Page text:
This Is Why We Can’t Have Nice Things: The Taylor Swift Ticketmaster Debacle

On November 15, 2022, millions of Swifties logged onto Ticketmaster, an online ticket sale and distribution company, and waited in an enormous queue for Taylor Swift’s presale for “The Eras Tour.” The number of people in the queue overloaded the servers and specific cities on her tour — Los Angeles, Las Vegas, Santa Clara, and Seattle — had their presale moved to four hours later than the planned time.

Unsurprisingly, Ticketmaster crashed for the second time two hours before the presale opened. At this point, the site had crashed so many times for individuals that fans were not even sure they could get tickets. At 3 p.m. PST (Pacific Standard Time), the site had finally rebooted for the LA, Las Vegas, Santa Clara, and Seattle shows. By the end of the presale, almost all the tickets were completely sold out.

A day later, the Capital One presale, which was set to sell more tickets, had the same issues as the verified
presale. The site crashed a singular time before the queue was up and running, and in two hours all the tickets across the tour were sold out.

According to a tweet made by Ticketmaster, there were not enough tickets to meet the high demand on the ticketing systems, and they simply did not have enough tickets left in their inventory to sell to the general public. The company announced the cancellation just hours after the CEO of Live Nation, a company that merged with Ticketmaster and promotes concerts and music festivals, the largest shareholder made a statement blaming bots for site disruptions and slowed queues for presale.

Allegedly, according to Liberty Media, a mass entertainment company that owns SiriusXM, chief, and Greg Maffei, the site was only supposed to be open to 1.5 million verified Swift fans; however, Ticketmaster sold over two million tickets. Many fans were disturbed by the fact that Ticketmaster was so unorganized and unprepared for the high demand. Now, over two dozen Taylor Swift fans are suing Ticketmaster and Live Nation Entertainment for “unlawful conduct,” claiming that the ticketing giant violated antitrust laws among others.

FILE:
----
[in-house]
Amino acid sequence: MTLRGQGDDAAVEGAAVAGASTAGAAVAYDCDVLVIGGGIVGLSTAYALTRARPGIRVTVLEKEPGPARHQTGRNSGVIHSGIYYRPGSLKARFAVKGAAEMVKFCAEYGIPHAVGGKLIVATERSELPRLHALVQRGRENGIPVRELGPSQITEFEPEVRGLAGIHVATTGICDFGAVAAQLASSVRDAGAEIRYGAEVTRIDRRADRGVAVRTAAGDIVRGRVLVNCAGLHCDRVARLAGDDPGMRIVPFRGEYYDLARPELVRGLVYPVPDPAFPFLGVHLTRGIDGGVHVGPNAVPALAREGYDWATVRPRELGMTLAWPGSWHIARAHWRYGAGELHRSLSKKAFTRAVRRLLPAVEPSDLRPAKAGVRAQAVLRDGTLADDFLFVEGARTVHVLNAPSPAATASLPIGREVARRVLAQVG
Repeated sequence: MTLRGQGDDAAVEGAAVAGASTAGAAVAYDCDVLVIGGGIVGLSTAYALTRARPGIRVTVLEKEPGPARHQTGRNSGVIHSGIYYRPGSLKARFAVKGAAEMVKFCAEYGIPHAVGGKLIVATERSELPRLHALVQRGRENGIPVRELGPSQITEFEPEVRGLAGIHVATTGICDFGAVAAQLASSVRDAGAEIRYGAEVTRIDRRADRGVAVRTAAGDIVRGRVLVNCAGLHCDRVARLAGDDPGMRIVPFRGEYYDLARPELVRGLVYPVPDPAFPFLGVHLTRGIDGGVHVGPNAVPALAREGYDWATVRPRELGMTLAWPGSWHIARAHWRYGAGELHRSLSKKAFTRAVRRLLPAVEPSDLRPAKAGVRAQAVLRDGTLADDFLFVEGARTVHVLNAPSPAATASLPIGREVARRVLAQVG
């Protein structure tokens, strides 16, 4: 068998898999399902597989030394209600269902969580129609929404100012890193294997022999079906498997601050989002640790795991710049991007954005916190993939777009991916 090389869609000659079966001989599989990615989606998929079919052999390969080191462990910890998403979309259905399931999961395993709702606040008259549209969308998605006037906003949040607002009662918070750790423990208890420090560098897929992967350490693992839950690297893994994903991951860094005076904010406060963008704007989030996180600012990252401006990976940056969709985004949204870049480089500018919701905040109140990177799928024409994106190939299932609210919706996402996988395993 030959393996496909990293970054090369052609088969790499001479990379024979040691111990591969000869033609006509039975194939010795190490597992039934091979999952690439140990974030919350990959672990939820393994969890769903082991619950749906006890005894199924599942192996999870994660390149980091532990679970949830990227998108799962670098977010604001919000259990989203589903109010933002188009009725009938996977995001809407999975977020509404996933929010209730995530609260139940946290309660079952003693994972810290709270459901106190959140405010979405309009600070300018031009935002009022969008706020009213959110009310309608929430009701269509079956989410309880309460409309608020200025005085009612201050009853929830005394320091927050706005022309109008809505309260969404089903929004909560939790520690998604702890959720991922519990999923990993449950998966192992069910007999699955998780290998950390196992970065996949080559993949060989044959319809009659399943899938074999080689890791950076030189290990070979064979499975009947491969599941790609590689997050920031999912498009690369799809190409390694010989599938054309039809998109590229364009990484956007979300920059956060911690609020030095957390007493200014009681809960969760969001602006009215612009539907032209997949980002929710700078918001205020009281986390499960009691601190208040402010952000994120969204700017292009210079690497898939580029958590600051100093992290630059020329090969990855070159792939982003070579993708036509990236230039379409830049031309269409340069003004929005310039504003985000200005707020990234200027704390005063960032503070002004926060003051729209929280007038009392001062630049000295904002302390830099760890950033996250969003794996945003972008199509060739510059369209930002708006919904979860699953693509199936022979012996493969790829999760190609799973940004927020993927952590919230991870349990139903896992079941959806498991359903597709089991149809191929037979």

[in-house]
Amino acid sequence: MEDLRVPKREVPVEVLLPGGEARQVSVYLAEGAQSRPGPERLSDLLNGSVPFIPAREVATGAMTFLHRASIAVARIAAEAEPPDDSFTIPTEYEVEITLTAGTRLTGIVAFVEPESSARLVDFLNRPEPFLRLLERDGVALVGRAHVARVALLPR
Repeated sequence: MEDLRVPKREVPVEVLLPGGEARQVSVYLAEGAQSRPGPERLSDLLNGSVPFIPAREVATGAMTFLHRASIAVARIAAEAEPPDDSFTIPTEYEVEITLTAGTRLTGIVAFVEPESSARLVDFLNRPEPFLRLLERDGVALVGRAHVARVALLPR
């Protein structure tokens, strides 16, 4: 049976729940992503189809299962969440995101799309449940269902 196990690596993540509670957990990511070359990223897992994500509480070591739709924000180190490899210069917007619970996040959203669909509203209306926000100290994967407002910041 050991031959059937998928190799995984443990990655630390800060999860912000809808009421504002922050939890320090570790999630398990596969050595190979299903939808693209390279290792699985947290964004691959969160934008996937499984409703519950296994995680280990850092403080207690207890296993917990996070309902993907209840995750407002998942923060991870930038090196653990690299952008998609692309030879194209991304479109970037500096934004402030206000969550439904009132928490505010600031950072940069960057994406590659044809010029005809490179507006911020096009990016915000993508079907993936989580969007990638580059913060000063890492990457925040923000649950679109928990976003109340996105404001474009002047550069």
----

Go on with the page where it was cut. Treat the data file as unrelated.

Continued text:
The lawsuit consists of fans stating that Ticketmaster allegedly was anti-competitive, imposing higher prices on fans in the presale, sale, and resale market. The filing also claims that Ticketmaster “intentionally and purposefully misled ticket purchasers by allowing bots and scalpers to access Taylor Swift’s ticket presale.”

Ticketmaster said back, blaming the unexpected demand on the number of bots and scalpers in the queue. The overload of people in the queue overwhelmed its servers and caused the tour to sell out prematurely. In the fan lawsuit, they accused the company of providing too many codes for the presale when it could not satisfy the ticket demand. The codes were given to every single person who qualified for presale which was over 5 million people.
Fans sought a penalty of $2,500 for each violation, which could end up being millions of dollars from Ticketmaster based on the millions of angered fans who did not receive tickets. They filed a 33-page complaint to the Superior Court of California, which resulted in lawmakers breaking up the 2010 merger of Ticketmaster and Live Nation. The merger was an agreement with Ticketmaster and Live Nation which would encourage competition and bring prices down. In this case, they were wrong.

Almost a day after the general sale was canceled, Swift made an official statement on Instagram. She apologized to her fans and directed many attacks at Ticketmaster for being unprepared.

“It’s really difficult for me to trust an outside entity with these relationships and loyalties, and excruciating for me just to watch mistakes happen with no recourse,” Swift said. “There are a multitude of reasons why people had such a hard time trying to get tickets and I’m trying to figure out how this situation can be improved moving forward. I’m not going to make excuses for anyone because we asked them, multiple times, if they could handle this kind of demand and we were assured they could. It’s truly amazing that 2.4 million people got tickets, but it really pisses me off that a lot of them feel like they went through several bear attacks to get them.”

The future of Ticketmaster and Live Nation now is all in the hands of the outcome of this court case. While “The Eras Tour” is scheduled to go on without any complications, however, it is unsure right now whether Ticketmaster comes out of the court case completely unscathed.

Another rising problem with Swift’s tour is the resellers. Resellers and bots bought large amounts of tickets and resold them to second-party websites such as Seatgeek or Stub Hub. Many of these tickets were resold for almost twice as much as the original prices. Some concert seats even are still reselling for as high as 90 thousand dollars per ticket, simply just for a floor seat.

While these seats offer incredible views of the stage, many fans are enraged that the price of the tickets is beyond what they had expected. The original ticket prices released by Ticketmaster were said to start at $49 for general admission and VIP packages at $199. Being Swift’s first tour since her Reputation tour in 2018, the demand for tickets was immense and there was “bad blood” fighting over who would be able to get one. Unfortunately, because of resellers and bots buying most, if not all, of the VIP packages, the tickets sold can now cost over ten thousand dollars.

It is incredible how in just a few hours, millions of people from around the world sold out for what is sure to be one of the biggest events of this year. With a total of 52 shows on the Eras tour, fans are anxious and excitedly waiting for the date they can experience their “wildest dreams” of seeing her in real life.